I have all sorts of excuses for not posting a blog on Monday and for not posting one earlier today. Some are interesting and some are not, but the real reason is a little embarrassing. One of my fellow AKA Literary authors mentioned a writing contest, and I decided to give it a shot. It was fiction only, so I took a deep breath and wrote my first work of fiction since I was a sophomore in high school. After tweaking it to my satisfaction, I went to the contest site to check out the submission procedures. The first thing I saw was “OPEN ONLY TO LEGAL RESIDENTS OF PENNSYLVANIA WHO ARE AT LEAST 18 YEARS OLD AS OF THE DATE OF ENTRY.” Well, duh! The name of the contest is “The 2013 Central PA Magazine Writing Contest.” So, I have a story that’s all dressed up with no place to go. I know it’s not my usual genre, but give it a read and let me know what you think.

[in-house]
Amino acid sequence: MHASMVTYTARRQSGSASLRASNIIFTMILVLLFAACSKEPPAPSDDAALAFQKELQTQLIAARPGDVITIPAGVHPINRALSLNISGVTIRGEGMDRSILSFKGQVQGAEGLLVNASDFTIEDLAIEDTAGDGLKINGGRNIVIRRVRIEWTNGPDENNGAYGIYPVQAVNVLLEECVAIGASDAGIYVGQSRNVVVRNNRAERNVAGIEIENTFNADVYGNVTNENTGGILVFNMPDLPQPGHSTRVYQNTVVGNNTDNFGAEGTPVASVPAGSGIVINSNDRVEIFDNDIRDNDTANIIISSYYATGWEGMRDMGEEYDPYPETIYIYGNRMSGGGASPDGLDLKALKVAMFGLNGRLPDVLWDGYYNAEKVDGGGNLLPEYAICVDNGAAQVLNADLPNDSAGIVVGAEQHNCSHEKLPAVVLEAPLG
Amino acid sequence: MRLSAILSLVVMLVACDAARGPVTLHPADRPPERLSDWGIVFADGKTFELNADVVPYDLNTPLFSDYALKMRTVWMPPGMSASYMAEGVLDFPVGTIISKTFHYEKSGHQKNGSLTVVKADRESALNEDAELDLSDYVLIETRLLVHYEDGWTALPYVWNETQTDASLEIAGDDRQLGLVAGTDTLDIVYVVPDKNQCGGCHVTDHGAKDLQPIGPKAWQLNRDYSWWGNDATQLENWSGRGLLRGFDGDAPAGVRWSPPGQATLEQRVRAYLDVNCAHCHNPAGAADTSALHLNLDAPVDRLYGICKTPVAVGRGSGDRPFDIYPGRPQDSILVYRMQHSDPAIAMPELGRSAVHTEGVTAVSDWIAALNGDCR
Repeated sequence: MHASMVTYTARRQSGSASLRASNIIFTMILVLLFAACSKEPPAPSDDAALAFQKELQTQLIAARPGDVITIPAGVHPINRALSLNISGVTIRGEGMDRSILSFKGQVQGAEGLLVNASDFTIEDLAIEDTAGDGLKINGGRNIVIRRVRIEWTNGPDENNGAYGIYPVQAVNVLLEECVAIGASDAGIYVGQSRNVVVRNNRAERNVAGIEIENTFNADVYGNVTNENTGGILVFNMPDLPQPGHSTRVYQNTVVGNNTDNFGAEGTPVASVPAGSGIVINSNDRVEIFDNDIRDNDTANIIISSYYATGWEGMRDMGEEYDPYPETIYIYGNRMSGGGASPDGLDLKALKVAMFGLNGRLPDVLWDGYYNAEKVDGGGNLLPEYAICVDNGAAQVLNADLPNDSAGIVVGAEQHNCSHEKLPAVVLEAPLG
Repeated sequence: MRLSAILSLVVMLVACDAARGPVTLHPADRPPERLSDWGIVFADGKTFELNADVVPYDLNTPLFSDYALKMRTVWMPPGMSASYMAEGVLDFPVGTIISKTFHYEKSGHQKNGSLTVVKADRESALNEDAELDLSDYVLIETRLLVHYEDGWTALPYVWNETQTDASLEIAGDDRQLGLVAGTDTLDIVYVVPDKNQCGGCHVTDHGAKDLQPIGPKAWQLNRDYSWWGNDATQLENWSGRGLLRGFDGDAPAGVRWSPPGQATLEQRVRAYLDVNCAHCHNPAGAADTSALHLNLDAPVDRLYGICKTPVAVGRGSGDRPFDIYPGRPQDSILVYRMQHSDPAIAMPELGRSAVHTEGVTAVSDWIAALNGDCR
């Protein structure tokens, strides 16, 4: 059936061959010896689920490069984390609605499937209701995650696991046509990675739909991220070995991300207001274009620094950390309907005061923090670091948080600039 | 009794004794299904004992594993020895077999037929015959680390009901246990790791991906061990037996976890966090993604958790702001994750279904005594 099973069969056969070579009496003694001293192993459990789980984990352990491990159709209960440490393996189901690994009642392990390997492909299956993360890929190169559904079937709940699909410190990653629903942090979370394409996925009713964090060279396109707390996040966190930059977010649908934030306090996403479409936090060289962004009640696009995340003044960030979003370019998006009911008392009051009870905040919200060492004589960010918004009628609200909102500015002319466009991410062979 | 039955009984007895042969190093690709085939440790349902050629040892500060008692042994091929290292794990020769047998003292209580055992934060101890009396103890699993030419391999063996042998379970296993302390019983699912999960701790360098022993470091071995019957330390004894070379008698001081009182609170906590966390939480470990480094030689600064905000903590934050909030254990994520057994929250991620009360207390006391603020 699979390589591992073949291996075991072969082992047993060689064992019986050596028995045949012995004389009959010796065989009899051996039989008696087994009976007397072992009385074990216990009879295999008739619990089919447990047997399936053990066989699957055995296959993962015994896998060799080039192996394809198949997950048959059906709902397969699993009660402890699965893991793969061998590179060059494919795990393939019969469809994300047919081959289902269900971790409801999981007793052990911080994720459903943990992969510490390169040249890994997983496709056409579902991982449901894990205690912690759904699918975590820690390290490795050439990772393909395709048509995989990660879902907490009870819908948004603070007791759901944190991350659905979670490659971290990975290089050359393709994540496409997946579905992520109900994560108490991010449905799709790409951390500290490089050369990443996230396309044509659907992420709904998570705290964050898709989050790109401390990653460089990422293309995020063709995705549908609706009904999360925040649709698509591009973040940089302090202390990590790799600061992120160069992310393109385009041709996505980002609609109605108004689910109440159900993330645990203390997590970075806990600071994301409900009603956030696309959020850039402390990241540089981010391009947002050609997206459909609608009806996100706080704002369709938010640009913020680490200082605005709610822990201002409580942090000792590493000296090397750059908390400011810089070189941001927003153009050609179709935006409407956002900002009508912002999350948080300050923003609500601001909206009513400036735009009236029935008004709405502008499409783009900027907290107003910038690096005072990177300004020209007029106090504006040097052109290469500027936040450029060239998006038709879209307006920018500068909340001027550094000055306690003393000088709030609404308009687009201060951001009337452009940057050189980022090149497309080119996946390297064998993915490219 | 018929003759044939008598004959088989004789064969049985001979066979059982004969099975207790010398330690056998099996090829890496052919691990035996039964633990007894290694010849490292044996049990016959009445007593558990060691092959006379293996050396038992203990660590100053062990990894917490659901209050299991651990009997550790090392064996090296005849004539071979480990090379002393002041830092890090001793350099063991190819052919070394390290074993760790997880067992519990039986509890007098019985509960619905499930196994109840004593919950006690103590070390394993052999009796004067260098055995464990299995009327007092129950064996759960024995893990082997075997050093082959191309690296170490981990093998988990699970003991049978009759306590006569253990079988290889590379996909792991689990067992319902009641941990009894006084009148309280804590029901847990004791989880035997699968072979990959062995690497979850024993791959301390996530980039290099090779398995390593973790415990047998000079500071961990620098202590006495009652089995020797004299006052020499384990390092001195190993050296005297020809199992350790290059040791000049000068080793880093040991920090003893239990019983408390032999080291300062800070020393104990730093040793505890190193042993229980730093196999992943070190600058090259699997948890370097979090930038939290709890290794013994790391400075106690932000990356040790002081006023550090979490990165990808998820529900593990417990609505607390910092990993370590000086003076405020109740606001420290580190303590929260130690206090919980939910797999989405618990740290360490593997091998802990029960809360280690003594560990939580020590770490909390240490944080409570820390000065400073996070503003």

New Beginnings | by Linda Brendle
I was sitting in the waiting room of the dentist’s office the day it began – a typical waiting room with nondescript furniture, bland wall prints, the faint smell of lemon-scented cleaning products and antiseptic, the distant sound of a drill. I was looking at a magazine article titled “New Year, New Beginnings” – looking but not reading. I was in the season of endings. My marriage ended after twenty years, and a couple of ill-advised relationships ended much more quickly. My career ended in a corporate downsizing, and my stint as a caregiver ended with the death of my mother, taking half my retirement savings with it. The rest of my plans for a semi-luxurious retirement ended when the stock market and the housing market crashed at about the same time. All my new beginnings had faded, and I’d resolved to make do with what was left.